Good Morning everyone,

My intention is not to get someone to do the whole code to help me but I'm currently learning c++ and I'm working on a homework project to create 10 small programs inside of 1 code and I'm having a hard time doing the last one. It seems this is related to a non Fibonaci numerical series .

The program needs to print the first 200 elements following a conditional numerical series 1-1-3-6-8-8-10-20 where:

a) first 2 digits are 1
b) 3 rd digit is the result of the 2nd +2
c) 4rd digit is the result of the 3rd digit x2
d) 5th digit is the result of the 4th + 2
e) 6th digit is the same as the 5th

Once the above process is over the cycle will be restarted starting on letter b , I've managed to acomplish the letter a by using if condition inside the for loop but I've exhausted all of my knowledge to do points b,c,d and e without suceeding. Below is my code:

``````int main()
{
int Num1 = 200, a = 0, b= 0, c=0;

for (int i = 1; i <= Num1; i++)
{
if (i == 1)
{
cout << "  1, ";
continue;
}
if (i == 2)
{
cout <<"1, ";
continue;
}

// This are comments of operations I've tried and I get the results I need but 200* 4 = 800 results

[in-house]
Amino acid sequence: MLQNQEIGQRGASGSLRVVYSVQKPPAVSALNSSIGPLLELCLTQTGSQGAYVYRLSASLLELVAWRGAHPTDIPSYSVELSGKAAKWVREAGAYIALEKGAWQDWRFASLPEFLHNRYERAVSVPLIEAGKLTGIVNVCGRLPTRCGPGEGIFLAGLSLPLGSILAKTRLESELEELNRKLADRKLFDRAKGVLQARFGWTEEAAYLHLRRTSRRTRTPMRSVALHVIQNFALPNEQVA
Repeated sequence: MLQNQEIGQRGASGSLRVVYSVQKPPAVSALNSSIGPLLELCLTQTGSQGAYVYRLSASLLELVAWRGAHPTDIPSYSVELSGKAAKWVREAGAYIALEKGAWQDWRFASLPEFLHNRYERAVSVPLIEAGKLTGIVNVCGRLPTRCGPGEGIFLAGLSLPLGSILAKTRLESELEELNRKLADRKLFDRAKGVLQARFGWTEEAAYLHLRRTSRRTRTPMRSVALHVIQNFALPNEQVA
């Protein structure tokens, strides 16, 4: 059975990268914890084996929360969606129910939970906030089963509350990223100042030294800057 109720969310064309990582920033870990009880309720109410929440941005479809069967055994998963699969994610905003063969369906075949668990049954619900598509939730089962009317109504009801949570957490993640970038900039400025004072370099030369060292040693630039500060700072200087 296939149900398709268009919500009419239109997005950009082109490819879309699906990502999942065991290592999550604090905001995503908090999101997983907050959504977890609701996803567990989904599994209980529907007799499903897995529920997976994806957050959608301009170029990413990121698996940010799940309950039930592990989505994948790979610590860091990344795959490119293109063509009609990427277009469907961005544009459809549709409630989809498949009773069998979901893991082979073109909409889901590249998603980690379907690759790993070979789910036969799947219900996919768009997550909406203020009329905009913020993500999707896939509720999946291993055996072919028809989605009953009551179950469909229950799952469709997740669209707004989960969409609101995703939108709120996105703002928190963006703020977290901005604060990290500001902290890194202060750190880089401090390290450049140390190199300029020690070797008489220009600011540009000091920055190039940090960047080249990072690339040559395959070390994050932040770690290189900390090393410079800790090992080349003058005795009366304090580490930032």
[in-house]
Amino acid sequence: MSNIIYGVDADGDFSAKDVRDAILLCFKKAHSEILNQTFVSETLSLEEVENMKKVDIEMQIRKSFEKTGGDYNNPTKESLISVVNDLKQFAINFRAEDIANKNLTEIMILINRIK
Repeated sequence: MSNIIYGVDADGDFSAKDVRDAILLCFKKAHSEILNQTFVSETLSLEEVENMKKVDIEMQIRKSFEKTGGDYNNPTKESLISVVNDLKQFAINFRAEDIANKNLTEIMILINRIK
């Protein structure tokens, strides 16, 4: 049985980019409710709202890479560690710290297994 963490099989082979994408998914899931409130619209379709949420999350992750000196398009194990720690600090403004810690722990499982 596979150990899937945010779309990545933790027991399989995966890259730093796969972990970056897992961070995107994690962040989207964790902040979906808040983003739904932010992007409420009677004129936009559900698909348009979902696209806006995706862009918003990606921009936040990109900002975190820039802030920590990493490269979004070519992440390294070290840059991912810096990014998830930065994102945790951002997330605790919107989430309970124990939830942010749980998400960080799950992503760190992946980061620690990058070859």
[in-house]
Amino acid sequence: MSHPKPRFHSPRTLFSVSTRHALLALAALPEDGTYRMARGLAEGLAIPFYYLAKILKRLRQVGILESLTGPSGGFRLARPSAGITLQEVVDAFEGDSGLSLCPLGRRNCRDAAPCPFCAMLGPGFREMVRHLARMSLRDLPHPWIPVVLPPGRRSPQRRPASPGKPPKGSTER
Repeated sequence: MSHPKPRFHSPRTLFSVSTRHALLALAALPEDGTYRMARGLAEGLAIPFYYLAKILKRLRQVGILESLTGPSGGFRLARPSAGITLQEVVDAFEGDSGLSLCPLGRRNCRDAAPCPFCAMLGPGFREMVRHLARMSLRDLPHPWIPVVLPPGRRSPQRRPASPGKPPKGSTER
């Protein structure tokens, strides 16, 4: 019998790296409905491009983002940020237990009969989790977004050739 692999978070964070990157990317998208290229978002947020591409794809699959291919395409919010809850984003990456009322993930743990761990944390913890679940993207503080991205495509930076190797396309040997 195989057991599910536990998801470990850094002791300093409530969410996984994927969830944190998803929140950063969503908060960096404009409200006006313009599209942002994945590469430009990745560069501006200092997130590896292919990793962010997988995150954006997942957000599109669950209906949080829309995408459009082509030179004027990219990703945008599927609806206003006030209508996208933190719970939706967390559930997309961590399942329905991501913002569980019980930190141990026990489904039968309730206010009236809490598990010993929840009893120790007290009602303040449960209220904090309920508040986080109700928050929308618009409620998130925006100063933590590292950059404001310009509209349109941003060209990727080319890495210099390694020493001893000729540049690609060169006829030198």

//next = a + b
//z = y + 2;
//cout << " " << z << ","; //It will print 3
//z = z * 2;
//cout << " " << z << ",";//It will print 6
//z = z + 2;
//cout << " " << z << ",";//It will print 8
//z = z;
//cout << " " << z << ",";//It will print 8

//y = z;

}

cout << "\n\n";
system("pause");
return 0;
}``````

My first suggestion - stop using a, b, c, and i as variable names. Give them meaning, they will help.

My second suggestion is to consider using a placeholder as a loop helper - just because you are looping though "i" doesn't mean you have to use it for anything other than how many iterations you have gone through.

eg:

``````int iLup = 0;
int iStep = 1;
int iMax = 200;
int iVal = 1;
for (; iLup < iMax; iLup++)
{
if (iStep == 1) //(this can be step "a")
//concatenate stuff
else if (iStep == 2) //(this can be step "b")
//do some math and concat...
else if (...) //(etc....)

iStep++;
if (iStep > 6)
//do something special here ;)
}``````

using std::cout is fine as a buffer... but if you use the method I suggested you are going to have do either do an additional if check to see if iLup == 199 to not append the final comma, or get some magical buffery (yay char arrays!) and build your string into memory before outputting the string. If you do that, rememeber that all "strings" in c/c++ must be null terminated :)

You will probably need to learn about itoa() and strcat_s() and either learn about pointers (to point to the last comma and convert it to null (0)).

Alternatively, you can learn more about the std::string (#include <string>) object and use that instead. Either one should be acceptable for academic work.

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